Dullah Omar Institute scholars contribute to a book on devolution in Kenya

Profs Nico Steytler and Jaap de Visser wrote comparative chapters for the recently published book by the International Development Law Organisation (IDLO), in collaboration with the Kenyan Judiciary Training Institute (JTI) and the Katiba Institute. The book unpacks the role of the Kenyan judiciary in implementing devolution.

Steytler discusses how the South African Constitutional Court defined the powers of provinces and municipalities. De Visser, contributed a chapter about the intersection between socio-economic rights and local government powers.

The two South African chapters are testimony to how useful and important it is for Kenya and South Africa to compare experiences in implementing decentralisation in a developing context. They also bear testimony to the growing partnership between the participating institutions.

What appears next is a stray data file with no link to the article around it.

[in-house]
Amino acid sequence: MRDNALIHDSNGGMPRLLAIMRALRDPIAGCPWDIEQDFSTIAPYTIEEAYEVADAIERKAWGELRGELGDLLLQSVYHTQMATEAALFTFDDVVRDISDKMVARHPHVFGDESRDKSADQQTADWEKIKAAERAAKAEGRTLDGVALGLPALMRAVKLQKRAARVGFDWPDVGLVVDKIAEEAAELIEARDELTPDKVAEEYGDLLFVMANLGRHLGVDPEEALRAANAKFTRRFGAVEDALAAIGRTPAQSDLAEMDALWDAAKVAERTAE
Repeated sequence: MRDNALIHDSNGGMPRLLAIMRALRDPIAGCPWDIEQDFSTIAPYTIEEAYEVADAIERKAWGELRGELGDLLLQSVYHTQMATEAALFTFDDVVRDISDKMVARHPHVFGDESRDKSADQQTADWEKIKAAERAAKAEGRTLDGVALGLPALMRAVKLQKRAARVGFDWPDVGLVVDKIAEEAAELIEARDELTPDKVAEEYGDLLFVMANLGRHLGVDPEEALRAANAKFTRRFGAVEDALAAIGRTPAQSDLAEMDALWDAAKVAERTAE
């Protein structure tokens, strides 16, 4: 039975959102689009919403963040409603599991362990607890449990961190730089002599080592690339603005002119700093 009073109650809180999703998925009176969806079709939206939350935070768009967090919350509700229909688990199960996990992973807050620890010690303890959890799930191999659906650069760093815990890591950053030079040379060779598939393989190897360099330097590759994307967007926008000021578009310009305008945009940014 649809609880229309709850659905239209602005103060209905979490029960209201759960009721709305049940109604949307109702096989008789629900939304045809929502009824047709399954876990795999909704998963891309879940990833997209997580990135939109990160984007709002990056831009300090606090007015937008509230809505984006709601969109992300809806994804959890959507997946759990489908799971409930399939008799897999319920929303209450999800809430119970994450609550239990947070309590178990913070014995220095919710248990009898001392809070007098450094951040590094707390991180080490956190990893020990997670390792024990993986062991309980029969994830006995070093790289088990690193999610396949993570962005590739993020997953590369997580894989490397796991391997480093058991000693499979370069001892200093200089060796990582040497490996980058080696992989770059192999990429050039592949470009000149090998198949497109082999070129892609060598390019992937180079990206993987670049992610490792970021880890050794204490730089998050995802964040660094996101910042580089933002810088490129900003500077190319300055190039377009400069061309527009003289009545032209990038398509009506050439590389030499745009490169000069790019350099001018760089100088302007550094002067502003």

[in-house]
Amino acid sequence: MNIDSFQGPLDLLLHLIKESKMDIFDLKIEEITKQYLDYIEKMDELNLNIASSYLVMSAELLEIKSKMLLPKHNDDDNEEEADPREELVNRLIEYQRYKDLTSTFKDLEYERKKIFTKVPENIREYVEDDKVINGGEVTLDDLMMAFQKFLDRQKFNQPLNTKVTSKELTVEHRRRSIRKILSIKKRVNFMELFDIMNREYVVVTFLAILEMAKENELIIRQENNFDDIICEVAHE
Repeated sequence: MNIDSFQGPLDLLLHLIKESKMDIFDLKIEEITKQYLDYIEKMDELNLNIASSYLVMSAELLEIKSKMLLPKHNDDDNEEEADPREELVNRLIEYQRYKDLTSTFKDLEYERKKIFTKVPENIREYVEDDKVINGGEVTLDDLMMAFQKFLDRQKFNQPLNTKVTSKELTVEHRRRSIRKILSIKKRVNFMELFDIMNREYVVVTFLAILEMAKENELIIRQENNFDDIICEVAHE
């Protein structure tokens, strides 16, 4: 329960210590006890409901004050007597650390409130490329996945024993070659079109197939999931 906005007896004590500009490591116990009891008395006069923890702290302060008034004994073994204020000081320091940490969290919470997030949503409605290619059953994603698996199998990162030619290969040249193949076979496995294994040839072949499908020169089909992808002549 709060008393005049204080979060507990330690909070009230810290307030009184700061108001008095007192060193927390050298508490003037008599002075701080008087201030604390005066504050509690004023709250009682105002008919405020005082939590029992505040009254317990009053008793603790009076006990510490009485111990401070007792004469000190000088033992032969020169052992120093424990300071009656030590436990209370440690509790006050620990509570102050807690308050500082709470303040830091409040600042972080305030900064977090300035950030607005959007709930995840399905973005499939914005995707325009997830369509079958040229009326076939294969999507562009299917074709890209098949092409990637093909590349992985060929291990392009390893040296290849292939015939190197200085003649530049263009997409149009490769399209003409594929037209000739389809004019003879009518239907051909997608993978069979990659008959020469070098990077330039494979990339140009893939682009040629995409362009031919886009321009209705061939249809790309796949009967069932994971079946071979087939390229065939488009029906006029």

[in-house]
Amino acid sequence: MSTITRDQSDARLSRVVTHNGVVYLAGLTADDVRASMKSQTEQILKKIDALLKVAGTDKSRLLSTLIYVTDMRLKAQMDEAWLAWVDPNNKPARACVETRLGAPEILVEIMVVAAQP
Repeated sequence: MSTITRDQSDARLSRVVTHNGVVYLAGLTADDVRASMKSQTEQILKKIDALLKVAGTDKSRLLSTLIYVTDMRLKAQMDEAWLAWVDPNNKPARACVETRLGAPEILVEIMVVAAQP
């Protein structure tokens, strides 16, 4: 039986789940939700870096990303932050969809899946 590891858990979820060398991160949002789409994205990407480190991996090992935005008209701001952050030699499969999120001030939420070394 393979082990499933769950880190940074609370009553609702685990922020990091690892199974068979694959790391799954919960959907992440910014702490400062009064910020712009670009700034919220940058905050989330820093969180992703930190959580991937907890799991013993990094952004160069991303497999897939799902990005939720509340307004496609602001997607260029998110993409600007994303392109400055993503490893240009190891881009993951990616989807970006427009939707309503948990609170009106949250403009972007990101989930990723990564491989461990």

This book examines the critical role of the judiciary in the devolution process in Kenya and the ongoing transformation of the country. The new constitution of 2010 brought in a devolved governance system in Kenya, comprising of a national government and 47 county governments.

Five years into this process, in the first of two new publications, Kenyan legal experts explore the mandate of the judiciary in ensuring that devolution meets its stated objectives, bringing together different perspectives on devolved governance in Kenya in a compilation aimed at consolidating and enriching the emerging jurisprudence.

The origin of this book emanated from judicial seminars that brought together scholars and practitioners - including judges from Kenya and other countries that have devolved systems of government, many of whom have contributed chapters to the book. 

 

The book can be downloaded, free of charge, at http://www.idlo.int/publications/animating-devolution-kenya-role-judiciary

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